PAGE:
Conventional dental radiography uses 60 mm-wide x-ray beams that irradiate the cheeks. To reduce the dose of radiation, months or years can separate serial films and prevent short-term assessment of disease activity. A technique that uses a 13 mm narrow x-ray beam that avoids the cheeks was compared with a wide x-ray beam by using a contrast phantom, a cheek substitute, and a serially sectioned dry mandible. Phantom contrast was measured densitometrically at 50 kVp, 65 kVp, and 90 kVp with wide x-ray beam and narrow x-ray beam and with and without cheek scatter. The narrow x-ray beam without cheek scatter technique resulted in better contrast (0.06 to 0.04 OD) than the wide x-ray beam with cheek scatter (0.05 to 0.02 OD). A posterior interdental crest was irradiated and a trabecular rod was removed. The bone detail was best in the images produced with the narrow x-ray beam without cheek scatter. The area of the narrow x-ray beam was 4.35% of the area of the wide x-ray beam with approximately 5% of the dose. Short-interval (weekly), very-low-dose radiography should be possible with improved contrast to assess alveolar bone changes.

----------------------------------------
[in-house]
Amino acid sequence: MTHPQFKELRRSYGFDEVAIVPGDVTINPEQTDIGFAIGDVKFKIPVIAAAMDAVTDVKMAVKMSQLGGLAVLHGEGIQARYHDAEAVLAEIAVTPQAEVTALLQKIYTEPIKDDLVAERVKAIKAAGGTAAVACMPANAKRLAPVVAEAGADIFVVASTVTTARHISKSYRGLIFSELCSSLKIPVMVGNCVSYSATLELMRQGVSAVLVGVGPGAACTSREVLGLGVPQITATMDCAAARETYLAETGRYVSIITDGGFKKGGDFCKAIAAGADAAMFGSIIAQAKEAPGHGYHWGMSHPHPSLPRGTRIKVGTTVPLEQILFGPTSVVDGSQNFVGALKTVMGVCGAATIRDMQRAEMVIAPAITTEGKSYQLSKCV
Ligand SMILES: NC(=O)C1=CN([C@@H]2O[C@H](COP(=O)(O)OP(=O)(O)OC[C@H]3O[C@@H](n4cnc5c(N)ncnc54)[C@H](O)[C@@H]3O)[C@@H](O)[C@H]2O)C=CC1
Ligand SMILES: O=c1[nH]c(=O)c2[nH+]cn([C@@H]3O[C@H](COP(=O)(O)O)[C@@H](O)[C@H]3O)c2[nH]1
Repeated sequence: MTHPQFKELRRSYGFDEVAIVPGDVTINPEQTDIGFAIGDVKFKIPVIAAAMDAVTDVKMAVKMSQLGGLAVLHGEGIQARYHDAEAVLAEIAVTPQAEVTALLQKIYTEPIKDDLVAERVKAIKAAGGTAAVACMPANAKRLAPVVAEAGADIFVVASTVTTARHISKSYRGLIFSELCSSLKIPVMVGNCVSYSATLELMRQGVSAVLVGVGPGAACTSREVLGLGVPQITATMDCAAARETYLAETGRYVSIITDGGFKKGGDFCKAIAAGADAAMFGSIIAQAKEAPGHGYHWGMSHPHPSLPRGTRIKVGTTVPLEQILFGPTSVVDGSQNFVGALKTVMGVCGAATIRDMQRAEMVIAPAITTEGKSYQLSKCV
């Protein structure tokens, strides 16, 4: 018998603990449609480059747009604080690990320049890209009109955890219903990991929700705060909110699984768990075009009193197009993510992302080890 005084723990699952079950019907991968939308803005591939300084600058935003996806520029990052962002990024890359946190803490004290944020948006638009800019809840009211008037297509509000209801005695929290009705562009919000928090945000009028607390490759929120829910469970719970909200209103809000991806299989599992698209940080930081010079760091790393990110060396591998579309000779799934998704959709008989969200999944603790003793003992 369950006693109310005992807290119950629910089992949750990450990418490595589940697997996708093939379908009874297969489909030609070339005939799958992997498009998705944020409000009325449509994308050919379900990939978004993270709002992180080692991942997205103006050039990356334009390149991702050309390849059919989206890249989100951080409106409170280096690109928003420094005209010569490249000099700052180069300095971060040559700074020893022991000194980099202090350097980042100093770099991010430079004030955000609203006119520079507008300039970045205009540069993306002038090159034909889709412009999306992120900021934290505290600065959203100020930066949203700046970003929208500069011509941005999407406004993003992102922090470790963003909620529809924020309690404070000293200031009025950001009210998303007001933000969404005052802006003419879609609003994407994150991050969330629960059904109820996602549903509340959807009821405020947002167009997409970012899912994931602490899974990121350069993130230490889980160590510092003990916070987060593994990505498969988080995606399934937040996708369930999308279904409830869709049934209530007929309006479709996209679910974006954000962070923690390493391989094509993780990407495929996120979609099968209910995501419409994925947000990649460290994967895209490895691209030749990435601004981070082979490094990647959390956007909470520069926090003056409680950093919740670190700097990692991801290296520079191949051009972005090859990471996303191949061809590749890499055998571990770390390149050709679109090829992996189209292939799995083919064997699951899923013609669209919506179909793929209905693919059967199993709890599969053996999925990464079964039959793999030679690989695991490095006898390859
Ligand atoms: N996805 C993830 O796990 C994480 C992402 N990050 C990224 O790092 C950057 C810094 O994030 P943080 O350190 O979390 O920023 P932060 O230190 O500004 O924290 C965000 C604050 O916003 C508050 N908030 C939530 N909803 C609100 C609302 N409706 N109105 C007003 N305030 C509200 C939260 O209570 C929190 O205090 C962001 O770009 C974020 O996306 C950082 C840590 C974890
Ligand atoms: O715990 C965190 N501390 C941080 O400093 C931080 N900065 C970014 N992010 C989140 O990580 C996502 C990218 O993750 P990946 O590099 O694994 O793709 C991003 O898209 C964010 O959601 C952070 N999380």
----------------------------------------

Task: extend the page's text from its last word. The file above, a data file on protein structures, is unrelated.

All Science Journal Classification (ASJC) codes
- Pathology and Forensic Medicine